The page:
We created a new hire online training course to help prepare new faculty with college best practices and procedures and provided hands-on experience in a mock course. This application practicum empowered our new faculty to feel comfortable and confident when they entered their first online course as an instructor. Our CIA: Canvas in Action training helps current faculty dig into the ins and outs of our Learning Management System (LMS), Canvas. Our Efficient and Effective Feedback training explored the many ways to provide better feedback in courses; from audio feedback to quick video commentary, our faculty learned best practices in today's online education. New platforms, designs, training approaches and researched content was being presented and faculty were eager and excited to participate.

Additionally, we developed podcast trainings, in-house, for faculty on the go. Looking for a great soundtrack for that beach vacation? Why not listen to our Rubric Training! In 2017, ACE faculty completed over 750 hours of internal professional development covering 10 internally developed trainings. Furthermore, over 270 faculty and staff were highlighted in a cross-college effort to increase collaboration through our monthly newsletter publication highlighting positive student comments and professional development tips from faculty and staff to peers.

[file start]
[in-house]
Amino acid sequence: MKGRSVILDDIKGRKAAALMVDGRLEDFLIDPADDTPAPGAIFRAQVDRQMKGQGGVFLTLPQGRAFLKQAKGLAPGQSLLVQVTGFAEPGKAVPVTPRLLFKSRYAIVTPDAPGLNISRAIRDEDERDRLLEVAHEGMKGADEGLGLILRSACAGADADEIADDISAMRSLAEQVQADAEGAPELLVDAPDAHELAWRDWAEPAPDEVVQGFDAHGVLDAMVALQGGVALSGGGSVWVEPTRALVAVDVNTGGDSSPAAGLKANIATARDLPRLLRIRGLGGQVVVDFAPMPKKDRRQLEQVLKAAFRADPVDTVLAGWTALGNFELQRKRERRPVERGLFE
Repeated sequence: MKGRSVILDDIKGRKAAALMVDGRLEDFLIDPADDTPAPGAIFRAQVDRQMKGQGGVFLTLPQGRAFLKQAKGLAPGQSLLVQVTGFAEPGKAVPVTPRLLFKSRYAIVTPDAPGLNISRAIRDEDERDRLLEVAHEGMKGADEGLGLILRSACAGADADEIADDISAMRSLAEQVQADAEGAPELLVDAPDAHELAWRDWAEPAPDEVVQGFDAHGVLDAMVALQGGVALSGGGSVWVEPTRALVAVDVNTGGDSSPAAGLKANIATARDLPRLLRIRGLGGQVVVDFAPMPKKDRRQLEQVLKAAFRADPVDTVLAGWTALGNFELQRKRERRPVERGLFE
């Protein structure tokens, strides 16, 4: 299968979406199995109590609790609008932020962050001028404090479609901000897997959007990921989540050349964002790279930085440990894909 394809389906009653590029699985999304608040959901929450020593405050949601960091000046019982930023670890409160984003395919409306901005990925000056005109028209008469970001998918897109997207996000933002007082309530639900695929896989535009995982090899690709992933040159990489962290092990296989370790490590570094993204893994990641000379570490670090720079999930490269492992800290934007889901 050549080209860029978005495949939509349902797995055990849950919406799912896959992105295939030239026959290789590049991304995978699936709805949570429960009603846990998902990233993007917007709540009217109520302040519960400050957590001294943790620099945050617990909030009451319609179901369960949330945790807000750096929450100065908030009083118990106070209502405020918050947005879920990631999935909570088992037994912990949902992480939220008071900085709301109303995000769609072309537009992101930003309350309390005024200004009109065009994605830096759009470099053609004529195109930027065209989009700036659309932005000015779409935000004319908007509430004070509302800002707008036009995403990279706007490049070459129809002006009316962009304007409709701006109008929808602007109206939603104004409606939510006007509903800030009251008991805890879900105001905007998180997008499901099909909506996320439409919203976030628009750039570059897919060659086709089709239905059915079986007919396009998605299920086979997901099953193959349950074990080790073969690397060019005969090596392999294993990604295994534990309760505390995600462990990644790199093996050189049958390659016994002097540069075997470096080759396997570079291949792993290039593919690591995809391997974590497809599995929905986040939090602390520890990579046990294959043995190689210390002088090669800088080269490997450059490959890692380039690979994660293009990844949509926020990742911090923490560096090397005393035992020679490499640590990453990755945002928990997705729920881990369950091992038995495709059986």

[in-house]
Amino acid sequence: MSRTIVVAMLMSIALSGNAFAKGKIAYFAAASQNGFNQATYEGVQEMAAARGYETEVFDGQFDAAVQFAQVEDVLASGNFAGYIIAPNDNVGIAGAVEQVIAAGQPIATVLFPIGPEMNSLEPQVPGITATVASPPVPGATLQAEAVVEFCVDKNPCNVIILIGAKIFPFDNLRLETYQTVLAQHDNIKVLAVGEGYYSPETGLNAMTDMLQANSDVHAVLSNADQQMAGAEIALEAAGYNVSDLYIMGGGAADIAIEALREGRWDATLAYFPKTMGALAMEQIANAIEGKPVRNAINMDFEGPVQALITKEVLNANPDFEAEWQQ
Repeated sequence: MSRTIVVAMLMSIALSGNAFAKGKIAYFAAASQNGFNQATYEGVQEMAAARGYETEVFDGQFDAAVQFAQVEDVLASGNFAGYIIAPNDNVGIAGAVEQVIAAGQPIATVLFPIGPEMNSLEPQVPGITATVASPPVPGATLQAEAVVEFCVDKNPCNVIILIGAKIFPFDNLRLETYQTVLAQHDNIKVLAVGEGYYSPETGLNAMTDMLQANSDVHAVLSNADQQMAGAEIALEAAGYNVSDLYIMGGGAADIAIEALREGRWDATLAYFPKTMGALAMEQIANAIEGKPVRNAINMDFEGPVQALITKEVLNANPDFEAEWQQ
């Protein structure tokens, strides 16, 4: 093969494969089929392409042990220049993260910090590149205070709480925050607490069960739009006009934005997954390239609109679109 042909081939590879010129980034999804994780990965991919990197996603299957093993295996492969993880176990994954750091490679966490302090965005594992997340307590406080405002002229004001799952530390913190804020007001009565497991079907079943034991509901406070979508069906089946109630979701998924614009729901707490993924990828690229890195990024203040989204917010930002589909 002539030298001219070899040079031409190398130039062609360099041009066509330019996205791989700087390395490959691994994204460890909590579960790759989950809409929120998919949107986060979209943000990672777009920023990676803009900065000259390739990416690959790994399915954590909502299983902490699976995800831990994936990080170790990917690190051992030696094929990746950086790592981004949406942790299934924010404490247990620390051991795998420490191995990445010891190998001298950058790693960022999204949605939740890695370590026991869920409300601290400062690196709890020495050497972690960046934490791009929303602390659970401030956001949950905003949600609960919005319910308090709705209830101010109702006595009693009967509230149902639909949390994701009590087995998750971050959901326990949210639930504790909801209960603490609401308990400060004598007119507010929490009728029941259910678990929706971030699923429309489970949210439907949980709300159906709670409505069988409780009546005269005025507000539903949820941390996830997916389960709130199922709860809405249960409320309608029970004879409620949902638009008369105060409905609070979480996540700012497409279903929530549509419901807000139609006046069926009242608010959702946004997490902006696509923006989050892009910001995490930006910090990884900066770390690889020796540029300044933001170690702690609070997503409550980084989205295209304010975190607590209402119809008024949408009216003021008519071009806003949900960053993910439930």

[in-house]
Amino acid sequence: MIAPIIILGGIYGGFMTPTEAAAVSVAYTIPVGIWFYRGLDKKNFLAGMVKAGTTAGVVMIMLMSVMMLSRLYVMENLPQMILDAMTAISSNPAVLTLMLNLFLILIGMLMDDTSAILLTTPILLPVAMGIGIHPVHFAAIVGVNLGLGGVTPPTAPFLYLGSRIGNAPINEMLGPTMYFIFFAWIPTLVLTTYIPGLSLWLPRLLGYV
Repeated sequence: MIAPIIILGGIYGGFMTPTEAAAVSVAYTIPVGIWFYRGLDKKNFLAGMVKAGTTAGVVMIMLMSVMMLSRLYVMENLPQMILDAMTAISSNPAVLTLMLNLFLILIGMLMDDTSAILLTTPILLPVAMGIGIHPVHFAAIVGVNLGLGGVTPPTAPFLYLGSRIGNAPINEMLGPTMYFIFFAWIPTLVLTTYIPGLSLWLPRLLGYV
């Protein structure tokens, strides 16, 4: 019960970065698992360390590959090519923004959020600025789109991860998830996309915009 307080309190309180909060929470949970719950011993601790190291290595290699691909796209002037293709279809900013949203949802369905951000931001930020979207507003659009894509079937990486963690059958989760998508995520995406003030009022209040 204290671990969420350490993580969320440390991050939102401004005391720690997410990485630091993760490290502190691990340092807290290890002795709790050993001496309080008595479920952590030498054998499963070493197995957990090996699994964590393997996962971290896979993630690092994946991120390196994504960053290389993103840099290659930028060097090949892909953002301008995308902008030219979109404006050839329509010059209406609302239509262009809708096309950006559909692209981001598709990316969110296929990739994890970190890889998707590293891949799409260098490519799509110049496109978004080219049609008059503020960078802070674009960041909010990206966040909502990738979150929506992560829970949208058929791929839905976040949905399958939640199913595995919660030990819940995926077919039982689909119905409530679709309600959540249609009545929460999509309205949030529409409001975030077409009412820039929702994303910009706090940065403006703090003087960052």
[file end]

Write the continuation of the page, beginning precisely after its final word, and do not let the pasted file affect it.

Midway through the year, we realized badges and digital certificates would be a great addition to our initiatives. Badges can be automatically awarded for successful completions of trainings and easily added to participants LinkedIn and social media profiles. Our faculty love the badges and to display their accomplishments. In 2018, we have the honor of helping reach our staff as well. Developing trainings for both faculty and staff, some similar and some distinctly different, is an exciting adventure. We have loved jumping in to various topics from our enrollment procedures to trainings covering all our programs and platforms. We have already surpassed our 2017 professional development hours by the 2nd quarter and faculty and staff are emailing requesting even more opportunities. 

Our autonomous, self-paced courses help build collaboration through discussion activites, expand content knowledge with engaging research based best practices that our faculty and staff love and the great news, you can do it at your institutions too! Professional development does not have to be an in-person seminar housed within the workday hours. Professional development can help meet the specific needs of your faculty and staff and encourage continuous learning and improvement from a computer monitor. Listening to the needs of your faculty and staff will help drive your professional development program. If you build a quality, engaging professional development program, not only will faculty and staff come, they will rush in for the opportunity to learn and collaborate with others. 


Beaudry, K. (2009). Improving Teacher Satisfaction with Professional Development. Retrieved from https://scholarsbank.uoregon.edu/xmlui/bitstream/handle/1794/10128/ProfD...

Olenski, S. (2015). 8 Key Tactics for Developing Employees. Retrieved from www.forbes.com

Sorenson, S. & Garman, K. (2013).  How to Tackle U.S. Employees' Stagnating Engagement. Retrieved from http://news.gallup.com/